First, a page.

Sunday, September 15, 2019

The Consequences Facing Our Pets with the Grain-Free Movement


Over the past few years, there has been an influx of grain-free diets into the market for our pets. People are now viewing animals as more of a family member then property and they are trying to figure how to make our pets live a longer, healthier life. With all the marketing that came with the grain-free, boutique and raw diet movement they not only believed but were mislead as to what is best for their animals. People believe that they are helping allergies, remove fillers and do so much more for their pet but what we are seeing now is the nutritional deficiencies from these diets. There is no evidence that these diets are superior to the traditional kibble that our pets were on previously.

Recently, there has been a lot of talk about grain-free, exotic and boutique foods causing a heart condition in our dogs. Some people may not believe it, others have never heard of this and some even think it is only related to a deficiency in taurine, so in turn they add taurine into their diets. The pet food industry recently exploded as many people tried to benefit from the trend that was being set. Whether it was grain free, boutique foods or even raw diets people started creating many different types of dog foods. The problem with this is the companies did not do research behind the ingredients they were supplying and used marketing and the current human food trend to sell. Without having the same quality control or nutritional expertise, nutritional deficiencies were bound to happen.

So what is going on with our pet’s food?

Well, recently cardiologists have been seeing an increase in a heart condition called Dilated Cardiomyopathy (DCM). While this typically occurs in larger breed dogs (Dobermans, Boxers, Great Danes) with a genetic component, they started seeing a trend in other breeds especially Golden Retrievers. After investigating further they noticed that these dogs were on either a grain-free diet, a boutique pet food, a homemade diet or a raw diet. While we are not yet completely sure of the cause veterinarians are concerned that it is caused by the ingredients they used to replace the grains.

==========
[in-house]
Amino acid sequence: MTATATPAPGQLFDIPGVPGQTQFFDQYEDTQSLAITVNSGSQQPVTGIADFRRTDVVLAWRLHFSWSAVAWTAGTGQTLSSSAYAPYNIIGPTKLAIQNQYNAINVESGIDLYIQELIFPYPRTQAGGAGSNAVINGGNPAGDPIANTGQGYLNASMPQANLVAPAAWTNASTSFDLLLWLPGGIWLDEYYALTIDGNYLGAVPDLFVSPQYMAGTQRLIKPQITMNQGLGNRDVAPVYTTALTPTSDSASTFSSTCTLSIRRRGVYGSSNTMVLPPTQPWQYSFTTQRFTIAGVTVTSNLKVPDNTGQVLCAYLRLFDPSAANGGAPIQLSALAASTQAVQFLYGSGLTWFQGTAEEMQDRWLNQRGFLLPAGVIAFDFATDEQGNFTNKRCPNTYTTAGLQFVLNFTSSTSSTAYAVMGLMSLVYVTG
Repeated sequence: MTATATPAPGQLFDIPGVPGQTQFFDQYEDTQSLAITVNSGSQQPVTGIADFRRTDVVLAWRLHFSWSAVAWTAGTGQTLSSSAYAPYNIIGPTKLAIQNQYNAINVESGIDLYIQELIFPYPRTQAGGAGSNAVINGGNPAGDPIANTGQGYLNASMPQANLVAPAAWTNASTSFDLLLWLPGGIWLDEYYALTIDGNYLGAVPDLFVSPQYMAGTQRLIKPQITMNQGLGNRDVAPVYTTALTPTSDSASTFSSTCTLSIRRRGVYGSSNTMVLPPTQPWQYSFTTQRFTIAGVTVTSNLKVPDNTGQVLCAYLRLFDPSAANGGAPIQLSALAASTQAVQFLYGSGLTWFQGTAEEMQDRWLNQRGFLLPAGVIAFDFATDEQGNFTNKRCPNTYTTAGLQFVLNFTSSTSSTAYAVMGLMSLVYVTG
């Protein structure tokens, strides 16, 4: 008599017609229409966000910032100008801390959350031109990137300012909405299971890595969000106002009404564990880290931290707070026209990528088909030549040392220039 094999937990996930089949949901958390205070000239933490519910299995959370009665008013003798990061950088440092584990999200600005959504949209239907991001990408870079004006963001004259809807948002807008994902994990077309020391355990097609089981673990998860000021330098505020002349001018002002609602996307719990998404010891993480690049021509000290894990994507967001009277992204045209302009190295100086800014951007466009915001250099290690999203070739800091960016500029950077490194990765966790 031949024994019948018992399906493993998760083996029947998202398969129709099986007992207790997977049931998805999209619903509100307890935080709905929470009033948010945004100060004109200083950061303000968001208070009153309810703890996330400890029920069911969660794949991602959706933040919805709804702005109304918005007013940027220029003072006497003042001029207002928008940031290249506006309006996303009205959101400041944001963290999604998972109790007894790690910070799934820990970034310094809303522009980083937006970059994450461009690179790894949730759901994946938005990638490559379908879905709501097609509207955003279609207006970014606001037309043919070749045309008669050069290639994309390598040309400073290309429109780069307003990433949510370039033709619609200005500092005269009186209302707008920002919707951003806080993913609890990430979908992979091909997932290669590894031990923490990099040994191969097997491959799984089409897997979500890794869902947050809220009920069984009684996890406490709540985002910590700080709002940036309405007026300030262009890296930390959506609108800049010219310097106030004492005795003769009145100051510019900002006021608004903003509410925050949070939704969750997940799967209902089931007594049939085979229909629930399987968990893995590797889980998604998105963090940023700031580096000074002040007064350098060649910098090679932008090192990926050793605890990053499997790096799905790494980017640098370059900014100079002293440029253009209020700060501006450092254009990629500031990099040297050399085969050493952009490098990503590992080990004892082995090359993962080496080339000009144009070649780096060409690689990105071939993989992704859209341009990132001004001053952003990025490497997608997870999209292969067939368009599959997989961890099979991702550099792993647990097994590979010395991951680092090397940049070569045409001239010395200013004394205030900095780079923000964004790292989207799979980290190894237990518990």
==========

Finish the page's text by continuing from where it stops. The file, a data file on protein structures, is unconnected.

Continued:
Is it from low taurine?

When this first started appearing many veterinarians thought it may have been by low taurine levels. With studying the animals further they noted that not all of the dogs had a low taurine level. So the theory that it was due to low taurine all the time was not true. Although some dogs do have low taurine levels it is not the sole culprit. 

How do they know it is the food?

With some dogs that are diagnosed with DCM cardiologists have been switching their foods to a company that has scientific research and the DCM resolved. This indicates that there is a diet component but veterinarians are still unsure what exactly is causing the problem.

Can you switch to a homemade diet?

The recommendation is if you switch to a homemade diet you should consult with a board-certified nutritionist. If the diet is not formulated correctly not only can your dog be at risk for DCM but can also be at risk for other diseases and problems especially when the diet is not balanced.

So what is the cause?

Unfortunately, we are not sure yet. The FDA is currently investigating this issue to find the true cause for the diet-associated DCM.

How do you know if your dog is affected?

It is recommended to gradually transition any dog on a grain-free diet, exotic diet, boutique food, homemade diet or raw diet be switched to kibble from a company that has the research to support their foods. If someone still wanted to cook for their pet then having a consultation with a board certified veterinary nutritionist is recommended.

Unfortunately, there is no way to know if your dog has DCM without a cardiology consultation and echocardiogram. DCM can also occur and your dog may not have any symptoms until its too late. So switching your dog off this food as soon as possible is important.

What to do if you think your dog is allergic to grains

The truth in that statement is most dogs are not allergic to grains. Most dogs are allergic to the protein in their food. While figuring this issue out it is recommended to switch foods to decrease the chance of your dog being affected.

If your dog is on one of these diets make sure you discuss this with your veterinarian. Nutrition is important in animals and your veterinarian will be able to discuss what foods will be best for your pet. 

Interested in becoming a veterinarian? Stay tuned for the PawBark podcast. Sign up and we will send you updates on its release date!  

Do you have a pet and have questions? Head on over to Ask The Veterinarian

Follow Us



Double Tap

You May Also Like